# How do you integrate int x^2 sin^2 x dx  using integration by parts?

Mar 20, 2018

The answer is $= \frac{1}{6} {x}^{3} - {x}^{2} / 4 \sin 2 x - \frac{x}{4} \cos 2 x - \frac{1}{8} \sin 2 x + C$

#### Explanation:

Reminder

$\cos 2 x = 1 - 2 {\sin}^{2} x$

${\sin}^{2} x = \frac{1}{2} \left(1 - \cos 2 x\right)$

Integration by parts

$\int u v ' = u v - \int u ' v$

The integral is

$I = \int {x}^{2} {\sin}^{2} x \mathrm{dx} = \frac{1}{2} \int {x}^{2} \left(1 - \cos 2 x\right) \mathrm{dx}$

$= \frac{1}{2} \int {x}^{2} - \frac{1}{2} \int {x}^{2} \cos 2 x \mathrm{dx}$

$= \frac{1}{6} {x}^{3} - \frac{1}{2} \int {x}^{2} \cos 2 x \mathrm{dx}$

Perform the second integral by parts

$u = {x}^{2}$, $\implies$, $u ' = 2 x$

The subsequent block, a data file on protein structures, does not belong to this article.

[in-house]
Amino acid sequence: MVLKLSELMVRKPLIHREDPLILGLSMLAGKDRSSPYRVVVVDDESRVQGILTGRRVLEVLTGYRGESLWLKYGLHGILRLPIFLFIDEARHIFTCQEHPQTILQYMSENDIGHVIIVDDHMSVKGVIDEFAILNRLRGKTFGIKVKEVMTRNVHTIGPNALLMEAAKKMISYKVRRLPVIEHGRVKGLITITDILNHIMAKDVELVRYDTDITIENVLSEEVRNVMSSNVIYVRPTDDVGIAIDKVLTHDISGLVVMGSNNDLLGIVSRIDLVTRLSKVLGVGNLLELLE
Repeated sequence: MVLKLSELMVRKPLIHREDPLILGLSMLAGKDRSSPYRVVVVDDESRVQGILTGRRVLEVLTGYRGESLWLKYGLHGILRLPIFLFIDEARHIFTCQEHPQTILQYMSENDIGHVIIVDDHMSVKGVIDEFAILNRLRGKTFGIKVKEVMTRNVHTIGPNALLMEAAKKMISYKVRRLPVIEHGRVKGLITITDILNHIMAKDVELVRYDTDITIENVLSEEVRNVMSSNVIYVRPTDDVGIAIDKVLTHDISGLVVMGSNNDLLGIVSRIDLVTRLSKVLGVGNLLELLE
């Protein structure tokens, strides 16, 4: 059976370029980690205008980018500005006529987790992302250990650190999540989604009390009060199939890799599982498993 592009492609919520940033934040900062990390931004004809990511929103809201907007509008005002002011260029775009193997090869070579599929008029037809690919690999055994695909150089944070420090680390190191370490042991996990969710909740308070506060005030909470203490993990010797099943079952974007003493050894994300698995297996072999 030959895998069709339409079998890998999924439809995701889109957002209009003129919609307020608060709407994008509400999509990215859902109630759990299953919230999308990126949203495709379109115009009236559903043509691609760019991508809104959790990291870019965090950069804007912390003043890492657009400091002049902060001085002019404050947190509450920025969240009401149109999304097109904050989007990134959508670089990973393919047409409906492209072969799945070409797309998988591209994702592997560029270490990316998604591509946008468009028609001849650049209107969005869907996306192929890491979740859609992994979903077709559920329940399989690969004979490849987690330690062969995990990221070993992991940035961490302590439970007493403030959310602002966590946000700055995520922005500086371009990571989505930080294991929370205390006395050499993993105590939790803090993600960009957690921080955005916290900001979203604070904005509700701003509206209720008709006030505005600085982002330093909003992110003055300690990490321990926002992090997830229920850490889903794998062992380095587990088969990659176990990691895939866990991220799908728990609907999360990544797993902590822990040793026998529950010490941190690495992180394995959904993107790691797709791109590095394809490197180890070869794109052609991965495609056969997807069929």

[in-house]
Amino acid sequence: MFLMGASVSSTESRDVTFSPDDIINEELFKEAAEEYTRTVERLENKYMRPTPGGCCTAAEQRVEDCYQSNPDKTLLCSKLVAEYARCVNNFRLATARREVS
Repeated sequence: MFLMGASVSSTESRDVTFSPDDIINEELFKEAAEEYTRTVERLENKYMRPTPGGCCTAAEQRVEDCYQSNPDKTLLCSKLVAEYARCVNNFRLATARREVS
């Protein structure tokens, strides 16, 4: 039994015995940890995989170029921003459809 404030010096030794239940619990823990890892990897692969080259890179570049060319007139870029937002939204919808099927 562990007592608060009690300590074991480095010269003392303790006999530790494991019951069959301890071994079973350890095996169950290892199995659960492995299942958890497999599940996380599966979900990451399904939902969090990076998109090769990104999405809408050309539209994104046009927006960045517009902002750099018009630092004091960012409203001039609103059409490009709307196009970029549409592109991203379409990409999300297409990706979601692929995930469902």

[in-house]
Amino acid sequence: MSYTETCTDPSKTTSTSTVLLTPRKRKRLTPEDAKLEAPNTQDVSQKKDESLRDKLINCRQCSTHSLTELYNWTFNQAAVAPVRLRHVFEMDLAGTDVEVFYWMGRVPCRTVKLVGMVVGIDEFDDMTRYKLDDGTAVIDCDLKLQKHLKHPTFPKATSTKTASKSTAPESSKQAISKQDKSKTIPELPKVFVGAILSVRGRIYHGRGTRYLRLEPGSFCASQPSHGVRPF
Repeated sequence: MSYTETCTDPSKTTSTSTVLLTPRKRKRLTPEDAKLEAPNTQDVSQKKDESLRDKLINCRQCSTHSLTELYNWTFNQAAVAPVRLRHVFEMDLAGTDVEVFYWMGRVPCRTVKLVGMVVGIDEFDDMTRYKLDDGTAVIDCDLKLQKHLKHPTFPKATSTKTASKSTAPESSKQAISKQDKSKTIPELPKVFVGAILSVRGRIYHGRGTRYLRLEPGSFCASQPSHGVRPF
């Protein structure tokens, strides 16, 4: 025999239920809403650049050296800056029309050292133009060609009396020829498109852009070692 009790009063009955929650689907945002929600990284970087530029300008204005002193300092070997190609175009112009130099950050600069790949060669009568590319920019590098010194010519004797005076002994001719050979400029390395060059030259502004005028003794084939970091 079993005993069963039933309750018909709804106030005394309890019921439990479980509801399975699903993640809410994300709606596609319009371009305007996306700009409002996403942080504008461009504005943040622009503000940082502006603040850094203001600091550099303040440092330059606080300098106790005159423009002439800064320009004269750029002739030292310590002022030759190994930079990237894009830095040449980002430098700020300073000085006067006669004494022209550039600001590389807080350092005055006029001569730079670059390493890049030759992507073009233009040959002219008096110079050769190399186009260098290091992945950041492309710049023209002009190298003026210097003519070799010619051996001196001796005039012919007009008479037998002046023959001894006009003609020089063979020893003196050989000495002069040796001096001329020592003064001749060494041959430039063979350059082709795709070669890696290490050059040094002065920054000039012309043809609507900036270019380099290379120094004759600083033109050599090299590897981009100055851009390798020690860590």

$v ' = \cos 2 x$, $\implies$, $v = \frac{1}{2} \sin 2 x$

So,

$\int {x}^{2} \cos 2 x \mathrm{dx} = {x}^{2} / 2 \sin 2 x - \int x \sin 2 x \mathrm{dx}$

Calculate the third intehral by parts

$u = x$, $\implies$, $u ' = 1$

$v ' = \sin 2 x$, $\implies$, $v = - \frac{1}{2} \cos 2 x$

So,

$\int x \sin 2 x \mathrm{dx} = - \frac{x}{2} \cos 2 x + \frac{1}{2} \int \cos 2 x \mathrm{dx}$

$= - \frac{x}{2} \cos 2 x + \frac{1}{4} \sin 2 x$

Putting it all together

$I = \frac{1}{6} {x}^{3} - {x}^{2} / 4 \sin 2 x - \frac{x}{4} \cos 2 x - \frac{1}{8} \sin 2 x + C$